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Error Mitigation via Verified Phase Estimation

Thomas E O'Brien
Stefano Polla
Bill Huggins
Sam Connor McArdle
PRX Quantum, vol. 2 (2021)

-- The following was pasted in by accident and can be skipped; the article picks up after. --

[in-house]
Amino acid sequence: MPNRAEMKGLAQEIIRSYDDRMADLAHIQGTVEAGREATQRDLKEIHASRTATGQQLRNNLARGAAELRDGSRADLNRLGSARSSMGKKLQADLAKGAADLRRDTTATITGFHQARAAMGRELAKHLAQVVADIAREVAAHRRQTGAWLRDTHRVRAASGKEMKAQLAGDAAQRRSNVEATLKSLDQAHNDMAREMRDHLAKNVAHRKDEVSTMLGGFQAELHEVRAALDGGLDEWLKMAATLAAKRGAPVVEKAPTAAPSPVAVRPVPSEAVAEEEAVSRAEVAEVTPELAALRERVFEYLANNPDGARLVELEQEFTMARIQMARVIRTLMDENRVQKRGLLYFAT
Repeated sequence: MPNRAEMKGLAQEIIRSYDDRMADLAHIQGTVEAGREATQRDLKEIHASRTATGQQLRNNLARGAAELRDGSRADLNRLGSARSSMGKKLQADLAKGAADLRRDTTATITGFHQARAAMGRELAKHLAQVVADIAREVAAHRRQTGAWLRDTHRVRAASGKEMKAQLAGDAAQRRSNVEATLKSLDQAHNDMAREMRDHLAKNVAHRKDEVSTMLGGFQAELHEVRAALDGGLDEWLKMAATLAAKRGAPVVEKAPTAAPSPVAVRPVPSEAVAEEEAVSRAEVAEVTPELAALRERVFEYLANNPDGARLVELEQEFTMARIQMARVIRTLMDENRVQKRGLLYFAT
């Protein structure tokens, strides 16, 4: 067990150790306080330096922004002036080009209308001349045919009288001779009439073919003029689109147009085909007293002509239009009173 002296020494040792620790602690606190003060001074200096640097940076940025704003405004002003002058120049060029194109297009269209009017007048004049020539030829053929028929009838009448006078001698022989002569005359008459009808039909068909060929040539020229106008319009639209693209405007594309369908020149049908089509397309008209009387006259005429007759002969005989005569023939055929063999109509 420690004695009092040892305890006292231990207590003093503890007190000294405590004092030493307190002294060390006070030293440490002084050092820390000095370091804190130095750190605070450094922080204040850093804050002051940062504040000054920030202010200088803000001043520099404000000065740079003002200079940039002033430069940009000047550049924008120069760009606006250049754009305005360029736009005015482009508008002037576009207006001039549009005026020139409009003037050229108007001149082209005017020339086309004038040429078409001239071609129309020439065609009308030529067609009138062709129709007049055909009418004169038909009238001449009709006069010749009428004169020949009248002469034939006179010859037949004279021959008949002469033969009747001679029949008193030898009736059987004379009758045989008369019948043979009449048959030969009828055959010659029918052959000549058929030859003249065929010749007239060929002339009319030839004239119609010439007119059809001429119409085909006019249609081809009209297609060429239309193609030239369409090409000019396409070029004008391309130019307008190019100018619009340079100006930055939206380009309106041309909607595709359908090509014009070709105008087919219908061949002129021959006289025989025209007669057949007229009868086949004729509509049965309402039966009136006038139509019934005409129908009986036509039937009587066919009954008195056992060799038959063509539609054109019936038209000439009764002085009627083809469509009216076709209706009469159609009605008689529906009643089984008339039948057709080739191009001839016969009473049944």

We present a novel error mitigation technique for quantum phase estimation. By post-selecting the system register to be in the starting state, we convert all single errors prior to final measurement to a time-dependent decay (up to on average exponentially small corrections), which may be accurately corrected for at the cost of additional measurement. This error migitation can be built into phase estimation techniques that do not require control qubits. By separating the observable of interest into a linear combination of fast-forwardable Hamiltonians and measuring those components individually, we can convert this decay into a constant offset. Using this technique, we demonstrate the estimation of expectation values on numerical simulations of moderately-sized quantum circuits with multiple orders of magnitude improvement over unmitigated estimation at near-term error rates. We further combine verified phase estimation with the optimization step in a variational algorithm to provide additional mitigation of control error. In many cases, our results demonstrate a clear signature that the verification technique can mitigate against any single error occurring in an instance of a quantum computation: the error $\epsilon$ in the expectation value estimation scales with $p^2$, where $p$ is the probability of an error occurring at any point in the circuit. Further numerics indicate that our scheme remains robust in the presence of sampling noise, though different classical post-processing methods may lead to up to an order of magnitude error increase in the final energy estimates.

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